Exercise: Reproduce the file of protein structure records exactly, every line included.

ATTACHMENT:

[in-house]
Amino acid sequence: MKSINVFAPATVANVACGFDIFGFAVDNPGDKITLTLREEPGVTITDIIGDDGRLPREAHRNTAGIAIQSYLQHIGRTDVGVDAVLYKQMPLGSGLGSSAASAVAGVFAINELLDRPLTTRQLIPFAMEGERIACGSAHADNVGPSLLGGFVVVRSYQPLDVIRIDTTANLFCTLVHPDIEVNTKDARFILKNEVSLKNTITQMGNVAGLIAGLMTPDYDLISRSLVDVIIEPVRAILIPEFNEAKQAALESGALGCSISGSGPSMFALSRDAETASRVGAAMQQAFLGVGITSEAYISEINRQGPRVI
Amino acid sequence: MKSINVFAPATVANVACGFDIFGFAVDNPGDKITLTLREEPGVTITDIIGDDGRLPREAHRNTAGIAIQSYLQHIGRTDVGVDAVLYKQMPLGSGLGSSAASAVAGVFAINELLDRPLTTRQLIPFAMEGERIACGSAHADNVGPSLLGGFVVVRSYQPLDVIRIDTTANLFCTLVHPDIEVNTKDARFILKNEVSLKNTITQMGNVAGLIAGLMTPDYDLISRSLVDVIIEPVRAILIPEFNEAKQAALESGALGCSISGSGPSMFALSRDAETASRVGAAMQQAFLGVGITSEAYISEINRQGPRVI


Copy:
[in-house]
Amino acid sequence: MKSINVFAPATVANVACGFDIFGFAVDNPGDKITLTLREEPGVTITDIIGDDGRLPREAHRNTAGIAIQSYLQHIGRTDVGVDAVLYKQMPLGSGLGSSAASAVAGVFAINELLDRPLTTRQLIPFAMEGERIACGSAHADNVGPSLLGGFVVVRSYQPLDVIRIDTTANLFCTLVHPDIEVNTKDARFILKNEVSLKNTITQMGNVAGLIAGLMTPDYDLISRSLVDVIIEPVRAILIPEFNEAKQAALESGALGCSISGSGPSMFALSRDAETASRVGAAMQQAFLGVGITSEAYISEINRQGPRVI
Amino acid sequence: MKSINVFAPATVANVACGFDIFGFAVDNPGDKITLTLREEPGVTITDIIGDDGRLPREAHRNTAGIAIQSYLQHIGRTDVGVDAVLYKQMPLGSGLGSSAASAVAGVFAINELLDRPLTTRQLIPFAMEGERIACGSAHADNVGPSLLGGFVVVRSYQPLDVIRIDTTANLFCTLVHPDIEVNTKDARFILKNEVSLKNTITQMGNVAGLIAGLMTPDYDLISRSLVDVIIEPVRAILIPEFNEAKQAALESGALGCSISGSGPSMFALSRDAETASRVGAAMQQAFLGVGITSEAYISEINRQGPRVI